That is why I cannot embrace silence, I use as an example how Sue and Karen interacted honestly and openly by communicating to each the other clearly, their feeings and positions. It added up to a proper and amenable conclusion, both are relieved, content and secure with each the other now and there is no bad aftertaste as all points have been addressed. I am sure they both feel understood by the other, which removes all barriers and baggage that silence would have left.

    As to “B’ ‘s situation, it has to be very frustrating that “mum” has not recognized what happened…this is a clear case of denial intended to shield her from doing what is right but what would mean separation from the perpetrator. I see this often.

    Perhaps “B’s” silence was the best thing to do considering the situation…I tend to set the record straight with the other party and leave it with them to respond/address. If consideration to my position is not ackowledged as in silence from the other side, I do not pursue things.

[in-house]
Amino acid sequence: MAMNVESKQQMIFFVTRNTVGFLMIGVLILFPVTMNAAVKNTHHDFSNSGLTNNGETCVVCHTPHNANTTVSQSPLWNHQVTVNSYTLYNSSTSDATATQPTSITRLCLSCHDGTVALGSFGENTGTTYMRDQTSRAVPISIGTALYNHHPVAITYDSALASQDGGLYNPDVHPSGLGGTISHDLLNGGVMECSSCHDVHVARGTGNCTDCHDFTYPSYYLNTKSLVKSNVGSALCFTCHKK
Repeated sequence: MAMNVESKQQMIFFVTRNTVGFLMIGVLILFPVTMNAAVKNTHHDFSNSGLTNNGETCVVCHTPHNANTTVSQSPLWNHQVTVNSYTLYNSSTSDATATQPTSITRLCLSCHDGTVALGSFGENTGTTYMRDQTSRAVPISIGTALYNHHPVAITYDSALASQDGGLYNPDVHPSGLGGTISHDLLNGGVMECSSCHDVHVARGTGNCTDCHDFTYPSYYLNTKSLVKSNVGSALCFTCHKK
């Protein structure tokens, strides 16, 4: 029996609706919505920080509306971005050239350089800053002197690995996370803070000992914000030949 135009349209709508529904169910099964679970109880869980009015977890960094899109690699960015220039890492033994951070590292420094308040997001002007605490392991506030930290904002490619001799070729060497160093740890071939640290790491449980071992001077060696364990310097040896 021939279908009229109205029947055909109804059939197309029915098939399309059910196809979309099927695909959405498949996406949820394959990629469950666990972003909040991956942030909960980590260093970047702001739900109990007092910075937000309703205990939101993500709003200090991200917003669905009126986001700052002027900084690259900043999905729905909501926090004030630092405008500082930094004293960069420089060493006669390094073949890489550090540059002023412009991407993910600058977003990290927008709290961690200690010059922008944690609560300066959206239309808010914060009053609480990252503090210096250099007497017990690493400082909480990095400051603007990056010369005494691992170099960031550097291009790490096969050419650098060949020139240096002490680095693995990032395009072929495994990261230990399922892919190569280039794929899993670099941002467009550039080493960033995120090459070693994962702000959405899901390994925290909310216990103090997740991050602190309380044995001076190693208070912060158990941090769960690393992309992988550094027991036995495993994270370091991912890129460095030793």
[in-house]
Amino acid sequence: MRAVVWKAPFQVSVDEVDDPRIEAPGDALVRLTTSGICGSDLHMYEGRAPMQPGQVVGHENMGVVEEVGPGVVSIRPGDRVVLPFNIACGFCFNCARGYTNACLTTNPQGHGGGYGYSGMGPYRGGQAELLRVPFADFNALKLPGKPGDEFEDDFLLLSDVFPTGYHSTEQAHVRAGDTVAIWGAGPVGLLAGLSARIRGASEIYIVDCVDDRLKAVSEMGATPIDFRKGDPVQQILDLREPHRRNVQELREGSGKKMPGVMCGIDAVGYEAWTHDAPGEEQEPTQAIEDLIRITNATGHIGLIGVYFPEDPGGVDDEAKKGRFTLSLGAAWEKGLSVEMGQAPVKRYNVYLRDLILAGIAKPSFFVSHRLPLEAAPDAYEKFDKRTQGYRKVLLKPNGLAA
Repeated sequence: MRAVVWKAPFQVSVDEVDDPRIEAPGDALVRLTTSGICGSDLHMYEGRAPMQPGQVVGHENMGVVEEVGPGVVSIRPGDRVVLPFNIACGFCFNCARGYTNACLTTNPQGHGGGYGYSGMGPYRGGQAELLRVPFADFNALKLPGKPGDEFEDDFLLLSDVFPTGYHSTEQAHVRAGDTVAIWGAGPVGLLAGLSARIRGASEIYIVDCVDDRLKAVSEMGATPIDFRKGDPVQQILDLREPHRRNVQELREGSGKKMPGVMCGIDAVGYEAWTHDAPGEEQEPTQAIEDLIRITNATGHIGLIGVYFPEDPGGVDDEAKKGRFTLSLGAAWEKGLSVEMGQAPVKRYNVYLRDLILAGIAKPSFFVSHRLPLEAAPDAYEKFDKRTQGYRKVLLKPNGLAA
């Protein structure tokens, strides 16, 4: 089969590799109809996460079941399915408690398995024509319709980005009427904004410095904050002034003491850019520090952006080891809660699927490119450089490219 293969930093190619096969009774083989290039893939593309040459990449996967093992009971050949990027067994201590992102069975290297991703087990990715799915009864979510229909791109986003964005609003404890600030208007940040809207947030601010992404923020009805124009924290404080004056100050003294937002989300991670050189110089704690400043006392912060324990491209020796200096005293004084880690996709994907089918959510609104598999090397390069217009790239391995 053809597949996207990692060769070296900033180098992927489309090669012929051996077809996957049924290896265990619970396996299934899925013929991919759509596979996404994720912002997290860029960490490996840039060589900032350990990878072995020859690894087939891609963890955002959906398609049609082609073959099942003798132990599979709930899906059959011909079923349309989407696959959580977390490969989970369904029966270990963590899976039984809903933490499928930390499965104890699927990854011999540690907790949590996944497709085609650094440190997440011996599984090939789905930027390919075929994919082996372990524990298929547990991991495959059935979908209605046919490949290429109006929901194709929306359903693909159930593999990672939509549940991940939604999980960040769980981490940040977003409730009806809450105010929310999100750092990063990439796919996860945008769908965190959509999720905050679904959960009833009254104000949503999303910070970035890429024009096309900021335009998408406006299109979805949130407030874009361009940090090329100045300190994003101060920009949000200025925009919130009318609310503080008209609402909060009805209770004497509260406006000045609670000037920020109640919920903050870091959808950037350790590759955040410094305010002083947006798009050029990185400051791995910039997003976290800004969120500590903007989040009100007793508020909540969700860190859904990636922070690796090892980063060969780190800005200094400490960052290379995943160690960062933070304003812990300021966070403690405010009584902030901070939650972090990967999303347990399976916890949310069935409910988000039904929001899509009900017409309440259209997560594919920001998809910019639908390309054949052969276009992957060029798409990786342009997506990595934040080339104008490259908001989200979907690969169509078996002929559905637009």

As “B” stated, “mum” witnessed things that clearly identify the problem and your so called “mental illness and delusiveness” do not at all now enter into the equation.

    I regret your situation and can see the difficulty here, and I do not at all see you as the problem.

    Always Edward

  3. Sue says:

    I’ve seen used as both a means of punishment and manipulation to a natural response when we just don’t know what to do or say.

    6 years ago, during the first rift with my husband’s family, my mother-in-law came straight out and said to me that we know where they are and when we’re ready it was up to us to reconcile. The irony is that I was trying to reconcile with her on the phone at that very moment, but when she shoved it all off on me, I just took a step back and said, I can’t do this anymore. My husband did not attempt to contact her at all for three years, and any contact that was made wasn’t intentional on his part. His take is that if he’s angry, it’s best to keep quiet.

    This past year my mother-in-law was very silent. She called our house twice. She sent us a few invitations and one thank you note, but otherwise was quiet. She did send my daughter a few emails but never kept that up once she realized I had full access to it. (My daughter is 13 and one of the stipulations of internet use is that I have full access to all of her accounts. I don’t abuse this access ever, but when there are inappropriate communications I do step in.)